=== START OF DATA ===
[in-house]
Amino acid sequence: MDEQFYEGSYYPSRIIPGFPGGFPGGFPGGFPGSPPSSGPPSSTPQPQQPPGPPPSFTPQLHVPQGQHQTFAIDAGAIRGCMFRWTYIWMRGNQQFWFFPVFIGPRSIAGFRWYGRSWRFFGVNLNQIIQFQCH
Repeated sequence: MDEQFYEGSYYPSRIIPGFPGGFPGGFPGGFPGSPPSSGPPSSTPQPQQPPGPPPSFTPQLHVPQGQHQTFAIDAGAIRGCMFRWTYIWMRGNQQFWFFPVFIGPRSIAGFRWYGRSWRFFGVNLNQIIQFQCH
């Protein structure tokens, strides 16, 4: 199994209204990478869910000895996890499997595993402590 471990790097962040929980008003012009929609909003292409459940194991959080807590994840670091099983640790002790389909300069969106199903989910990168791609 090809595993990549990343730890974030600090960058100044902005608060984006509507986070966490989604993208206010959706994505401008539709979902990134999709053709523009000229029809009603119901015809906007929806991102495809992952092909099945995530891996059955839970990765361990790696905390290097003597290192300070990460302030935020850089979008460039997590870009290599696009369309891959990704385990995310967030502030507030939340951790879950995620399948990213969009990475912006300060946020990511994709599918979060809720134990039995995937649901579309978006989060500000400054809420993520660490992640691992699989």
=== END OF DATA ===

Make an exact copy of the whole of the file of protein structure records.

[in-house]
Amino acid sequence: MDEQFYEGSYYPSRIIPGFPGGFPGGFPGGFPGSPPSSGPPSSTPQPQQPPGPPPSFTPQLHVPQGQHQTFAIDAGAIRGCMFRWTYIWMRGNQQFWFFPVFIGPRSIAGFRWYGRSWRFFGVNLNQIIQFQCH
Repeated sequence: MDEQFYEGSYYPSRIIPGFPGGFPGGFPGGFPGSPPSSGPPSSTPQPQQPPGPPPSFTPQLHVPQGQHQTFAIDAGAIRGCMFRWTYIWMRGNQQFWFFPVFIGPRSIAGFRWYGRSWRFFGVNLNQIIQFQCH
């Protein structure tokens, strides 16, 4: 199994209204990478869910000895996890499997595993402590 471990790097962040929980008003012009929609909003292409459940194991959080807590994840670091099983640790002790389909300069969106199903989910990168791609 090809595993990549990343730890974030600090960058100044902005608060984006509507986070966490989604993208206010959706994505401008539709979902990134999709053709523009000229029809009603119901015809906007929806991102495809992952092909099945995530891996059955839970990765361990790696905390290097003597290192300070990460302030935020850089979008460039997590870009290599696009369309891959990704385990995310967030502030507030939340951790879950995620399948990213969009990475912006300060946020990511994709599918979060809720134990039995995937649901579309978006989060500000400054809420993520660490992640691992699989």